Stone soup, a traditional freshwater fish soup made in Oaxaca, is cooked using scorching hot stones.
When Sarah Borealis first ate the traditional stone soup from Oaxaca – a fish soup heated with scorching hot rocks — she was reminded of a childhood fable.
“I thought, ‘No way, this is something I’ve only heard about in stories,’” says Borealis, a local visual historian who became fascinated by the ancient tradition while studying in Mexico. Now, Borealis is helping bring the dish to New Orleans diners during a four-day pop-up at Vaughan’s Lounge (4229 Dauphine St., 504-947-5562) next month.
Usually prepared by men, the soup is meant to honor the elders, women and children of the indigenous Chinantec community from which the tradition stems.
“The recipe has remained the same, but the method of preparation has really evolved throughout the years,” says Borealis, who witnessed both the ancient and more modernized methods of preparing the dish while working on her 24-minute documentary film The Path of Stone Soup, which will be shown at the pop-up event.
Chef Cesar Gachupin de Díos and his son Victor Gachupin Velasco, who own and run the restaurant Caldo de Piedra in Oaxaca City, will lead a cooking demonstration, teaching guests how to prepare the soup using stones that Vaughan’s owner Cindy Wood brought back from Mexico last year.
Chef César Gachupin de Díos
Traditionally served in a hollowed-out gourd, the soup is made with red snapper, shrimp, scallops, chilies, cilantro, garlic, tomato and epazote, an herb common in Mexican cooking. Stones, which are heated in an open fire for at least two hours, are dropped into the bowl, instantly bringing the water to boil, cooking the delicate seafood in minutes.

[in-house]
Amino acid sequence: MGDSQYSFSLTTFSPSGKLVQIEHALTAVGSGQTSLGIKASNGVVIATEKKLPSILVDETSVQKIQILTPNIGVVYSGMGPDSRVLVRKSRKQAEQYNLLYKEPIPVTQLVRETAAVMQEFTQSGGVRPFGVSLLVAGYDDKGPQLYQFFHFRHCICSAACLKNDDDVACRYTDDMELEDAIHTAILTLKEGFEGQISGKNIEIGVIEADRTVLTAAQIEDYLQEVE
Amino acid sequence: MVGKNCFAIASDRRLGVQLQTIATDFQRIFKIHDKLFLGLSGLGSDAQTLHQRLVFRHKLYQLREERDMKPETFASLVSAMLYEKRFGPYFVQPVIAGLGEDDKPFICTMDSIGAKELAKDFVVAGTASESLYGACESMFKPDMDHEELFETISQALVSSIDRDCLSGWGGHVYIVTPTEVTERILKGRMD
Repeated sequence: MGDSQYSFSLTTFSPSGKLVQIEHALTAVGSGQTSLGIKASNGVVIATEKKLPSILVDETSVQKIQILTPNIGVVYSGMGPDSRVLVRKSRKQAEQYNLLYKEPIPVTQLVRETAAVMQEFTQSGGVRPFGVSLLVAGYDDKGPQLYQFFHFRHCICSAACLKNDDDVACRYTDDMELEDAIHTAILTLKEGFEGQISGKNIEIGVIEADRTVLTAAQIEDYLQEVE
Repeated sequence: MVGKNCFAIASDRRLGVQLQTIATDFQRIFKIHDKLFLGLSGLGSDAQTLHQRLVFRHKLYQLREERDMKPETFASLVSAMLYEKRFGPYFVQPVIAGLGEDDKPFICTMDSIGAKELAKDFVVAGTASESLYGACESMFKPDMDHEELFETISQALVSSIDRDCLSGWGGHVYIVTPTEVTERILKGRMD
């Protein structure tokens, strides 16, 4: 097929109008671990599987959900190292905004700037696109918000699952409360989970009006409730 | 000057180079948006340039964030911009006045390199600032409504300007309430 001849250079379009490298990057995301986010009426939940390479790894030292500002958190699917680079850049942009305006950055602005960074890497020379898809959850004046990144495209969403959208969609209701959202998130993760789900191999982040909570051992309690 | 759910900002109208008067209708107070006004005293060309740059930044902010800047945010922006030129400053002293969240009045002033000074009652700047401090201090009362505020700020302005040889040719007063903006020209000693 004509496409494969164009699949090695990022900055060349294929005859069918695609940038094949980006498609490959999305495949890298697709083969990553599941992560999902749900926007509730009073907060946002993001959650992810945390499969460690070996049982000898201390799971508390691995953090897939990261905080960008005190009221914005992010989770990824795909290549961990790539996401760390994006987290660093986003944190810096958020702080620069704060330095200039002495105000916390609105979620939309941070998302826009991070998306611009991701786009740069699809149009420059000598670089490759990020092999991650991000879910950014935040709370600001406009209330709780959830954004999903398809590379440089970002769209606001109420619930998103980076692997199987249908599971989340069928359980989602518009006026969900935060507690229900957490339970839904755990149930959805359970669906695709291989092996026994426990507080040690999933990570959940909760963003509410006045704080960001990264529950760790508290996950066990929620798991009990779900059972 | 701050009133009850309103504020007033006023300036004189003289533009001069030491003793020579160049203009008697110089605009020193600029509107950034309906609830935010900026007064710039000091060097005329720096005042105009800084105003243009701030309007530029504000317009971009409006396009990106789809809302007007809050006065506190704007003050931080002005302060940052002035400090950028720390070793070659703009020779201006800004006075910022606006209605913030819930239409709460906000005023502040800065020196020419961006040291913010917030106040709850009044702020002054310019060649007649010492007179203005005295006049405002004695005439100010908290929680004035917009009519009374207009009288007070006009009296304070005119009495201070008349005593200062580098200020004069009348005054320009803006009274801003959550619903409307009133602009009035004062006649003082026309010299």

A fire pit set up outside the Bywater bar will become the stage when the father and son team demonstrate how to make the soup. Live music from local artists, drink specials including mezcal cocktails and Victoria beer, and an exhibit of Chinantec textiles also will be featured.
The pop-up is the first in a series of events that aims to raise global awareness of indigenous issues in Latin America and the Caribbean.
The events take place from 6 p.m. to 10 p.m. Oct. 6, 7, 9, and 10.
Tickets for the events are $15. Proceeds support the Gachupins attendance at the International Institute of Indigenous Resource Management in Denver, Colorado, where The Path of Stone Soup is an official selection of the 2015 Indigenous Film and Arts Festival.